International Community Should Condemn Violent Repression Of Pro-Democracy Protests In Bolivia
International Community Should Condemn Violent Repression of Pro-Democracy Protests in Bolivia, CEPR Co-Director Says
WASHINGTON - The international community should condemn recent government repression and racist violence by far-right militias in Bolivia, Center for Economic and Policy Research (CEPR) Co-Director Mark Weisbrot said today. The de facto government’s violent response to protests and road blockades opposing the postponement of elections has left dozens wounded since August 3. Media reports and videos shared on social media show police forces attacking protesters, racist militias who support the de facto government beating Indigenous Bolivians, government planes flying over protesters are low altitudes, and other violence aimed at crushing the current wave of strikes and road blockades.
“The international community should condemn the state and paramilitary violence against pro-democracy protesters in Bolivia and support their call for democratic elections that include Bolivia’s most popular political party, the MAS, and their presidential candidate, Luis Arce,” Weisbrot said. “The de facto government of Jeanine Áñez is using the COVID-19 pandemic as an excuse to hold onto power, and is trying to benefit from its own mismanagement of the pandemic in doing so.”
Labor unions, campesino organizations, and other groups launched a general strike on August 3 and set up road blockades throughout the country. Some are demanding the ouster of the government, which took power after a military coup on November 10.
Defense Interior Minister Arturo Murillo has repeatedly threatened harsh violence against protesters, and said in a recent TV broadcast that it would be “politically correct” to shoot them. Meanwhile, right-wing militias aligned with the de facto government have been attacking protesters and attempting to dismantle road blocks in various parts of Bolivia. The extremist Santa Cruz Youth League reportedly has clashed with labor unionists, and militia groups such as the Resistencia Juvenil Cochala and Unión Juvenil Cruceñista groups, have been documented attacking and terrorizing demonstrators and Indigenous Bolivians and intimidating journalists. These groups are being used by the de facto government in an effort to break road blocks, according to Bolivian Human Rights Ombudsman Nadia Cruz.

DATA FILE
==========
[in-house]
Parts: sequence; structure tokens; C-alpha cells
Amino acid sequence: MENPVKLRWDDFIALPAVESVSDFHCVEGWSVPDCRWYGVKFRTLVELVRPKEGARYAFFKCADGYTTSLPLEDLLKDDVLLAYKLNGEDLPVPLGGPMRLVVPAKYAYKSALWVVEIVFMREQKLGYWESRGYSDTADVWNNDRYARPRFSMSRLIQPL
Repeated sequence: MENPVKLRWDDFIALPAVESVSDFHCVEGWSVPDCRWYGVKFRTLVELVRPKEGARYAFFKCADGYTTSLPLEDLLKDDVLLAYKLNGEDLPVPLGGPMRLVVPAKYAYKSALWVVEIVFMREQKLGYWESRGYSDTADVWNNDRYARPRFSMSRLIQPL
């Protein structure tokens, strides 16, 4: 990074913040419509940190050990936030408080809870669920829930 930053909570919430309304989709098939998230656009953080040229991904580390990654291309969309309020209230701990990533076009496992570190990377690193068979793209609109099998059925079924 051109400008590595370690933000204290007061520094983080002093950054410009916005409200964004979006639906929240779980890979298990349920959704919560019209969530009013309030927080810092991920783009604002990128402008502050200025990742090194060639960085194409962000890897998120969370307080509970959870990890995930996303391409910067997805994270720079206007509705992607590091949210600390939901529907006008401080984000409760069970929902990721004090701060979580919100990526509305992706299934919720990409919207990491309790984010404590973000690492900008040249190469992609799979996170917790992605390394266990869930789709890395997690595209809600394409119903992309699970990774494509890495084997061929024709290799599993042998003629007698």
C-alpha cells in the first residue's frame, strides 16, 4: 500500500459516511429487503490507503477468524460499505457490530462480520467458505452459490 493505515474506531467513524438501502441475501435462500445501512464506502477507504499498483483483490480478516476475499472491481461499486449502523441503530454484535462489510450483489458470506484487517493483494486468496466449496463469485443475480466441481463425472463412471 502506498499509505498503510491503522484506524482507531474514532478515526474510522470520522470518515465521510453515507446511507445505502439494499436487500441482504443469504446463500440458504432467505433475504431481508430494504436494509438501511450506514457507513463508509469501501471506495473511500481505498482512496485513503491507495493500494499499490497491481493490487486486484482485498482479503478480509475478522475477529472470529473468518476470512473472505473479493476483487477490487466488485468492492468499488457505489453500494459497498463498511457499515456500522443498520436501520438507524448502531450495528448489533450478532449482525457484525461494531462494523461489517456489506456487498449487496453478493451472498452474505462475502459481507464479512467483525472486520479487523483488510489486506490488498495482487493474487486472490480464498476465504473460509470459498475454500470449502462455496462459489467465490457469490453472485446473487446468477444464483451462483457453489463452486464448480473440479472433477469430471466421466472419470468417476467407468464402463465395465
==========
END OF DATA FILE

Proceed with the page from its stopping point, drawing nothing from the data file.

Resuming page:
On Saturday, August 8, over 60 workers were reportedly ambushed by paramilitary groups and police, and arrested, in Samaipata, in Santa Cruz department. Some later said they were assaulted and tortured.
“What we are seeing in Bolivia is a deeply disturbing human rights emergency,” Weisbrot said.
“People in great numbers around the country are pouring out into the streets to defend democracy against an unelected government that took power following a coup d’etat, and has repeatedly postponed the elections that it promised. The international community should support the Bolivian people and their right to democratic elections, and bring pressure against the repression.”
The Center for Economic and Policy Research (CEPR) was established in 1999 to promote democratic debate on the most important economic and social issues that affect people's lives. In order for citizens to effectively exercise their voices in a democracy, they should be informed about the problems and choices that they face. CEPR is committed to presenting issues in an accurate and understandable manner, so that the public is better prepared to choose among the various policy options.